Oakland A’s history: Five Hall of Famers you forgot were A’s

Ty Cobb, American baseball player, 1910s. Tyrus Raymond 'Ty' Cobb (1886-1961) was one of the greatest baseball players of all time. He led the American League in batting every year from 1907 to 1919, with the exception of 1916. He played for the Detroit Tigers from 1905-1927 before finishing his career with the Philadelphia Athletics, retiring after the 1928 season. (Photo by Historica Graphica Collection/Heritage Images/Getty Images)
Ty Cobb, American baseball player, 1910s. Tyrus Raymond 'Ty' Cobb (1886-1961) was one of the greatest baseball players of all time. He led the American League in batting every year from 1907 to 1919, with the exception of 1916. He played for the Detroit Tigers from 1905-1927 before finishing his career with the Philadelphia Athletics, retiring after the 1928 season. (Photo by Historica Graphica Collection/Heritage Images/Getty Images) /
facebooktwitterreddit
Prev
3 of 6
Next
(Photo by Mark Rucker/Transcendental Graphics, Getty Images)
(Photo by Mark Rucker/Transcendental Graphics, Getty Images) /

Tris Speaker (1928)

Like Ty Cobb before him, Tris Speaker was considered one of the great centerfielders of his time. And, like Cobb, his career ended in Philadelphia.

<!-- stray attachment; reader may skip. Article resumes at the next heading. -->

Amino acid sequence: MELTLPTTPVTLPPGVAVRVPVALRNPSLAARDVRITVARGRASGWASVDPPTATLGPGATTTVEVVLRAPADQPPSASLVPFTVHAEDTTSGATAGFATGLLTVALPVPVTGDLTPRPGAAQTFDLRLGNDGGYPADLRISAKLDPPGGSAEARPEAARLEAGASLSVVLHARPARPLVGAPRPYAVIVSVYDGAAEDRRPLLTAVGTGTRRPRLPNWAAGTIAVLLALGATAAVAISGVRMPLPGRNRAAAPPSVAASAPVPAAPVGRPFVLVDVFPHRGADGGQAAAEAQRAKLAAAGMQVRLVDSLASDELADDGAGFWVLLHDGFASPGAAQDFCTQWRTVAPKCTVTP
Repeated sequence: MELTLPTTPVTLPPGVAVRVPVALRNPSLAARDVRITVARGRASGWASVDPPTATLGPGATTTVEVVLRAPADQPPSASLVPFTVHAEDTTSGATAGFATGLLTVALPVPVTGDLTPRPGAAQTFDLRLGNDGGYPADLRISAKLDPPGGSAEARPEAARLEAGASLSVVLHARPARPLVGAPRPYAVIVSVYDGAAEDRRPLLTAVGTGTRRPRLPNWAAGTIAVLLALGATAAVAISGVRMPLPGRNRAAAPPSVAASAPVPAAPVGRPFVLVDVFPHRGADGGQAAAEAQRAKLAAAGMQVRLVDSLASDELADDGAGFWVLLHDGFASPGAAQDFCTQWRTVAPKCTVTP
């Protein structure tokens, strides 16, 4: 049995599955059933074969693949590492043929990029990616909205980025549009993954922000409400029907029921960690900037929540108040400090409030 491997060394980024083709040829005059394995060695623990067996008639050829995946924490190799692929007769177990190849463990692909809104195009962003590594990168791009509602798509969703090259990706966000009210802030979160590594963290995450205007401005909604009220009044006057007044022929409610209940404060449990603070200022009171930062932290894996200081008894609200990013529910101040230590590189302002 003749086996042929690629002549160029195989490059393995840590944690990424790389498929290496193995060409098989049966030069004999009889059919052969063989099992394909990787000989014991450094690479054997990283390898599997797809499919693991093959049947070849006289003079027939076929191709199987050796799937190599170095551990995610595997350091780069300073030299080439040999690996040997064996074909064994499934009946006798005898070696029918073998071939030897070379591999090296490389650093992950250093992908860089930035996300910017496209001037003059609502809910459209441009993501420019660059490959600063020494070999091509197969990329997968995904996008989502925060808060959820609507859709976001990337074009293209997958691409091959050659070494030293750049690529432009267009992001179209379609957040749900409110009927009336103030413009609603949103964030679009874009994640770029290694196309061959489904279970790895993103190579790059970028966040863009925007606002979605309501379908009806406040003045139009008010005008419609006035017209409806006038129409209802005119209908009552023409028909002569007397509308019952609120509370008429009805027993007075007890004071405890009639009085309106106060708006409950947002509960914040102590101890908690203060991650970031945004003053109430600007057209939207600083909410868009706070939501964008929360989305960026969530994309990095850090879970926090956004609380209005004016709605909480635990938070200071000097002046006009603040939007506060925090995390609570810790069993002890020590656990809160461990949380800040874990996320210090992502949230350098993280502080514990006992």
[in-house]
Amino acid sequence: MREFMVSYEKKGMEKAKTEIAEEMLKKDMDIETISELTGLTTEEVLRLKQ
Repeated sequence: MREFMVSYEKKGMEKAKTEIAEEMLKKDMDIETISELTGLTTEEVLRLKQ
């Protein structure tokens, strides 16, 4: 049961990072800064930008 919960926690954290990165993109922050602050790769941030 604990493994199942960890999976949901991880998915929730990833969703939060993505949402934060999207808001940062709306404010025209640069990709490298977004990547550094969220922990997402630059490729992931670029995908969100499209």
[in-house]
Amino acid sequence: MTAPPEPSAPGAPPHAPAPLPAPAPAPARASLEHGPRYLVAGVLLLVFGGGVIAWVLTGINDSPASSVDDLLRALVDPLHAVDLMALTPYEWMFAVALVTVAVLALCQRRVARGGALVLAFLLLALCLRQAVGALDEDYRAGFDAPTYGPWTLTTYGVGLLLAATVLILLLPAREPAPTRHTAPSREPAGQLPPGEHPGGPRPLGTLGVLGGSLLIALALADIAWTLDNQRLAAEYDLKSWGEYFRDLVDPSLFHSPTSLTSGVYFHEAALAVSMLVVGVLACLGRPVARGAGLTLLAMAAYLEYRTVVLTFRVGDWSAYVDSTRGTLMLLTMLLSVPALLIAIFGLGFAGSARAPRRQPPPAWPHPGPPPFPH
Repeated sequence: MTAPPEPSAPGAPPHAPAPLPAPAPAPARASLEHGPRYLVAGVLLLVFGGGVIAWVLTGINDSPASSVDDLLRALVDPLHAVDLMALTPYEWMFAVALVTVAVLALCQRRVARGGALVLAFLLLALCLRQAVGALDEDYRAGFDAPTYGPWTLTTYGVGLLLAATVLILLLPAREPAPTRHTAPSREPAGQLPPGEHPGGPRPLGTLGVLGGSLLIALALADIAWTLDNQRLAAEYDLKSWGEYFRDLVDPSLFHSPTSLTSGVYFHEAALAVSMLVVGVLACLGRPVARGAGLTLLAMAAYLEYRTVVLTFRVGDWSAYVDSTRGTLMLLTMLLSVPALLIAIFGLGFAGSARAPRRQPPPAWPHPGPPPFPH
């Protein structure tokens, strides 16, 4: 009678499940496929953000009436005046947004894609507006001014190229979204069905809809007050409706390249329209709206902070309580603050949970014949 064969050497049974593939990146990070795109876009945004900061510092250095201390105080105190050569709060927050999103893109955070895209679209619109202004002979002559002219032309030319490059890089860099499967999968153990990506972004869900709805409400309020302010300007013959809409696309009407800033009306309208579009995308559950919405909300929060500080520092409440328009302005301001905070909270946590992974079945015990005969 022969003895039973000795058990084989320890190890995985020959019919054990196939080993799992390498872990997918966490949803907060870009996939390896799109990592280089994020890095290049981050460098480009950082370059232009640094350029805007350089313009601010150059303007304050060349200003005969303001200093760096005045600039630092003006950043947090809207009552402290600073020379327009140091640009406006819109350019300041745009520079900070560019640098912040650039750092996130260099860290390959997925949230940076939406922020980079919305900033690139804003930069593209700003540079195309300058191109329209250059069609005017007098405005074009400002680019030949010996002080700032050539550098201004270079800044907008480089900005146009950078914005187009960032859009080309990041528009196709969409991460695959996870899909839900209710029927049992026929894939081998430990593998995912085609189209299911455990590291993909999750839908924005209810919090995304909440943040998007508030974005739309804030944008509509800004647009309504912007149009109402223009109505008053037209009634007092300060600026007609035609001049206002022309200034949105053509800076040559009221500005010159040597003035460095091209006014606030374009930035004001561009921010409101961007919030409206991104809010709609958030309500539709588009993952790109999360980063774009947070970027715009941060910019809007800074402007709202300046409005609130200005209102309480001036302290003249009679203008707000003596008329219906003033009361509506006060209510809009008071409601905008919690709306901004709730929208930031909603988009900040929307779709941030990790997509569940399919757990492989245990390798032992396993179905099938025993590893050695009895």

Before the days of Babe Ruth, the great debate in the American League was whether or not Cobb or Speaker were the best player in the game. Speaker’s Hall of Fame plaque refers to him as the “greatest center fielder of his day,” but that was in reference to his fielding. While Speaker holds the career record with 792 doubles, Cobb was better with the bat and on the bases.

Cobb and Speaker were both brought together in a cheating scandal, where they were accused of conspiring to throw a game. However, due to relatively flimsy evidence and the refusal of the accuser to testify, those allegations were dismissed. Nonetheless, Speaker’s time in Cleveland was over, as he headed to the Senators for 1927.

At the end of that season, Speaker joined Cobb in Philadelphia. He actually set a record as a member of the A’s franchise – his 14 consecutive games with an RBI set an American League record. However, he had just two more RBI after that streak, ending the year with a .267/.310/.450 batting line, hitting 22 doubles and driving in 30 runs.

Tris Speaker was not the player he had been during his time with the A’s, but he still set a record. Not bad for just 60 games with the franchise.

facebooktwitterreddit